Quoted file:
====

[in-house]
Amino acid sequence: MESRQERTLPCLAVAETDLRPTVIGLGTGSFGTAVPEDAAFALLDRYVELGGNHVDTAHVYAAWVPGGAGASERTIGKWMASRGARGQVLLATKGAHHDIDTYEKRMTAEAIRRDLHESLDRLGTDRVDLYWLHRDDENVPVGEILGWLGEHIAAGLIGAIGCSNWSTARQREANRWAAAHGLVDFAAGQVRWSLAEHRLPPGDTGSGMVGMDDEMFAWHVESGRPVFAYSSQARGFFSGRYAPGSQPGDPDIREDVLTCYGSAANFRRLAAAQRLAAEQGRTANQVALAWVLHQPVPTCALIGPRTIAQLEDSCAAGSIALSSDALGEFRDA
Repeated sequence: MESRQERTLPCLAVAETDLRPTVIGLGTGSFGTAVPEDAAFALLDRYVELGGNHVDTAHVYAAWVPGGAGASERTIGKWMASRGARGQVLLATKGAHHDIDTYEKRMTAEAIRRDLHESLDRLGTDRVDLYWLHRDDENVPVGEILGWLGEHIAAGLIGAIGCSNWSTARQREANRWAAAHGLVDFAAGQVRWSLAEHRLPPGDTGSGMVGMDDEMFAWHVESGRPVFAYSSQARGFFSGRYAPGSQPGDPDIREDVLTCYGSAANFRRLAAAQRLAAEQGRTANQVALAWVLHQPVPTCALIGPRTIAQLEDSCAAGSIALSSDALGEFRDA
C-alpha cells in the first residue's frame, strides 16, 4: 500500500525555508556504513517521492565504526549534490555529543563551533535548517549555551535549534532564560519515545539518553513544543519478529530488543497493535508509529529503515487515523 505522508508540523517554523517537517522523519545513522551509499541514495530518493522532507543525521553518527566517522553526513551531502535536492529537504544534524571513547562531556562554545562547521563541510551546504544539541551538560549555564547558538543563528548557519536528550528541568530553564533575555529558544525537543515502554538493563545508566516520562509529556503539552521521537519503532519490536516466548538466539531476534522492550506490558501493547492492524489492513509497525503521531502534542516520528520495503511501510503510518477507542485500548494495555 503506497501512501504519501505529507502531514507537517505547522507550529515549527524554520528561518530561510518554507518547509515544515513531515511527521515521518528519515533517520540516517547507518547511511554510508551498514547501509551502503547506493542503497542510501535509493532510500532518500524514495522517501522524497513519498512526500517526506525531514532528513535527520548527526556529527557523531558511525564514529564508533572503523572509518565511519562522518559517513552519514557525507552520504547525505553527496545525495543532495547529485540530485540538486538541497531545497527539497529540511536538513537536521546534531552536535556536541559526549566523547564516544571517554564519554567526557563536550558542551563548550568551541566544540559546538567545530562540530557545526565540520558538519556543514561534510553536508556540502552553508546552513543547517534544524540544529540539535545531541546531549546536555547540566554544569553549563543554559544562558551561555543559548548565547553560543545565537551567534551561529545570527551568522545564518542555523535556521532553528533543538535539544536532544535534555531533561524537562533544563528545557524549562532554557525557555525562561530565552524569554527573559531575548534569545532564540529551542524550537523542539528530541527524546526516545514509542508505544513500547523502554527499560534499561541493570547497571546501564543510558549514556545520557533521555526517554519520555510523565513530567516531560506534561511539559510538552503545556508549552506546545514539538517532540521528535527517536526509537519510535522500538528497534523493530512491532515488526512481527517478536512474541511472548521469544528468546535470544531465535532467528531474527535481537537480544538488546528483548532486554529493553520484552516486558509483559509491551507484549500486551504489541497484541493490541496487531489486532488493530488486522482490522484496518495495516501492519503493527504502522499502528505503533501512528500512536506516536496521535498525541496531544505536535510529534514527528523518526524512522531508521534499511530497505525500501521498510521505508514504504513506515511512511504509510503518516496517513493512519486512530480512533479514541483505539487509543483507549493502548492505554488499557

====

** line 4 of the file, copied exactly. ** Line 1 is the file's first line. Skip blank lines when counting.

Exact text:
C-alpha cells in the first residue's frame, strides 16, 4: 500500500525555508556504513517521492565504526549534490555529543563551533535548517549555551535549534532564560519515545539518553513544543519478529530488543497493535508509529529503515487515523 505522508508540523517554523517537517522523519545513522551509499541514495530518493522532507543525521553518527566517522553526513551531502535536492529537504544534524571513547562531556562554545562547521563541510551546504544539541551538560549555564547558538543563528548557519536528550528541568530553564533575555529558544525537543515502554538493563545508566516520562509529556503539552521521537519503532519490536516466548538466539531476534522492550506490558501493547492492524489492513509497525503521531502534542516520528520495503511501510503510518477507542485500548494495555 503506497501512501504519501505529507502531514507537517505547522507550529515549527524554520528561518530561510518554507518547509515544515513531515511527521515521518528519515533517520540516517547507518547511511554510508551498514547501509551502503547506493542503497542510501535509493532510500532518500524514495522517501522524497513519498512526500517526506525531514532528513535527520548527526556529527557523531558511525564514529564508533572503523572509518565511519562522518559517513552519514557525507552520504547525505553527496545525495543532495547529485540530485540538486538541497531545497527539497529540511536538513537536521546534531552536535556536541559526549566523547564516544571517554564519554567526557563536550558542551563548550568551541566544540559546538567545530562540530557545526565540520558538519556543514561534510553536508556540502552553508546552513543547517534544524540544529540539535545531541546531549546536555547540566554544569553549563543554559544562558551561555543559548548565547553560543545565537551567534551561529545570527551568522545564518542555523535556521532553528533543538535539544536532544535534555531533561524537562533544563528545557524549562532554557525557555525562561530565552524569554527573559531575548534569545532564540529551542524550537523542539528530541527524546526516545514509542508505544513500547523502554527499560534499561541493570547497571546501564543510558549514556545520557533521555526517554519520555510523565513530567516531560506534561511539559510538552503545556508549552506546545514539538517532540521528535527517536526509537519510535522500538528497534523493530512491532515488526512481527517478536512474541511472548521469544528468546535470544531465535532467528531474527535481537537480544538488546528483548532486554529493553520484552516486558509483559509491551507484549500486551504489541497484541493490541496487531489486532488493530488486522482490522484496518495495516501492519503493527504502522499502528505503533501512528500512536506516536496521535498525541496531544505536535510529534514527528523518526524512522531508521534499511530497505525500501521498510521505508514504504513506515511512511504509510503518516496517513493512519486512530480512533479514541483505539487509543483507549493502548492505554488499557